See my Storify page on the Digital Storytelling Unconference for more tweets, pictures and hopefully blog posts as I find them. There was a really great session on interactive conversations where I had some interesting ideas which I’ll perhaps write about another day…

Re-visiting co-design as participation in planning

20120504-105203.jpgSource: Co-Design Group

About three years ago, prior to entering UBC’s School of Community and Regional Planning, I had a chance to attend a demonstration of the co-design method pioneered by architect Stanley King. This article will give a brief rundown of the major activities involved in a co-design process, This will be followed by some links to other resources about co-design, examples of projects that have used the co-design method, and how King is moving forward with integrating co-design methods into current work.

What is Co-Design?

Broadly speaking, co-design brings members of the public together with artist-facilitators to dialogue and collaboratively produce a community vision. These visions can guide and inform planning and design activities as a project unfolds. Stanley King has been using this method with communities since 1971 through The Co-Design Group, an informal association of architects, designers and researchers based in western Canada.

The bulk of these activities occur during an event commonly known as a co-design workshop (although, depending of course on the circumstances of the project, this may be paired with other activities such as an ideas fair). Members of the public are invited to the workshop – often, a day-long event. As with many participatory activities, broad representation — by age, background, activity — is key, although groups within the broader community may need special consideration.
As with all dialogues and participatory activities, setting expectations and boundaries is key. As explained in the report of the use of co-design in Vancouver’s Woodwards Project:

Participants were asked to observe 3 rules during the visioning:

1. Speak for yourself – say “I” not “We”- let others speak for themselves.

2. Avoid negative criticism – if you don’t like an idea suggest your alternative.

3. Don’t attempt solutions – think of the life of the place, consider possibilities.

Co-design Agenda

A co-design workshop often starts with a Site visit and Walkabout, allowing the facilitators and members of the community to jointly learn or re-discovering salient features of the site, like lighting, topography or existing infrastructure.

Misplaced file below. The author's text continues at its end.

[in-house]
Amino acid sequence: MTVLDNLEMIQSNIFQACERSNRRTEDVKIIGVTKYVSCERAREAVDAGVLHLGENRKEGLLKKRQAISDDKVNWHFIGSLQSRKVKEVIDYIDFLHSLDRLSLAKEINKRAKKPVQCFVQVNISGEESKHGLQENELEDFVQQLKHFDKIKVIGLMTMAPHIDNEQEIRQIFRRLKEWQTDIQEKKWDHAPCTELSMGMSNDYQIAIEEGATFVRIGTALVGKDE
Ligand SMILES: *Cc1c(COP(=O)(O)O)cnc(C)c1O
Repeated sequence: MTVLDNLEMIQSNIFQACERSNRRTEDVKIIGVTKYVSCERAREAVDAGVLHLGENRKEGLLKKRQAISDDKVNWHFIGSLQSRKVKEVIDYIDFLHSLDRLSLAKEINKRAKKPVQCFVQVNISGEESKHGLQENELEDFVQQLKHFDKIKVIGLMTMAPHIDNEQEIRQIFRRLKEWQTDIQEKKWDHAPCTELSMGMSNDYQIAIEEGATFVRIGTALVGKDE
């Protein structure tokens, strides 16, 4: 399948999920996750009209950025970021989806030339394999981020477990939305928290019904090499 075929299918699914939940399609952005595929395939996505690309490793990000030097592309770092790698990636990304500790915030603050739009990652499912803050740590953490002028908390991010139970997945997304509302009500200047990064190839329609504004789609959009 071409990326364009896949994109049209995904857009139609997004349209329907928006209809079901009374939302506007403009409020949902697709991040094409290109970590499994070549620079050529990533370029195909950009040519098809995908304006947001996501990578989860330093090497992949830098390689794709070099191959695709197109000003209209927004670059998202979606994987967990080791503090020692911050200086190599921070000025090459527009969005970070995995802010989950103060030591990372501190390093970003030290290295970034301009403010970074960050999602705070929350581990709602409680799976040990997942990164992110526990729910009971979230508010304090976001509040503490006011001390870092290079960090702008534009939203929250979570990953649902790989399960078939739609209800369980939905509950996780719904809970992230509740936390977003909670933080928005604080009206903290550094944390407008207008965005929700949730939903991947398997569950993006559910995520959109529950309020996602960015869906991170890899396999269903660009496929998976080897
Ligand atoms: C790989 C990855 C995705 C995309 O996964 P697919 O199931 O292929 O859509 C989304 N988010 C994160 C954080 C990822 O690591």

With the atmosphere of the space fresh in everyone’s mind, the public is asked to brainstorm an Activity Timeline. As a group, the public discusses what kinds of activities they envision taking place in the space over the course of a day. I sometimes refer to this as, “A Day In the Life.” This brainstorming serves as an opportunity for people to give voice, in a large-group setting, to how a place would fit into their daily lives.

Next comes what is referred to as the Image Creation phase, and the heart of the co-design experience. The artist facilitators take what is said in the brainstorm and categorize it into general guiding themes that they will be focusing on for their drawing. Members of the public are then broken up into smaller groups and assigned to work with the artist-faclitators on those themes. The artists then begin to sketch an image of the place, in close discussion with their group as they discuss specifics. It can often result in a dialogue process rooted in the constructive: what should be here? What will the people here be doing, and how will they be doing it? (Artists, King notes, cannot draw absences — at best they can draw two desired things co-existing.)

Once all the groups have completed their images, the specific elements that have been included and highlighted in the image are listed. The images are displayed and the larger group is invited to view all the images produced and to express their preferences for the qualities and features in the images, as well as their suggestions for what might make them work or not work in the particular place.

Co-Design in Action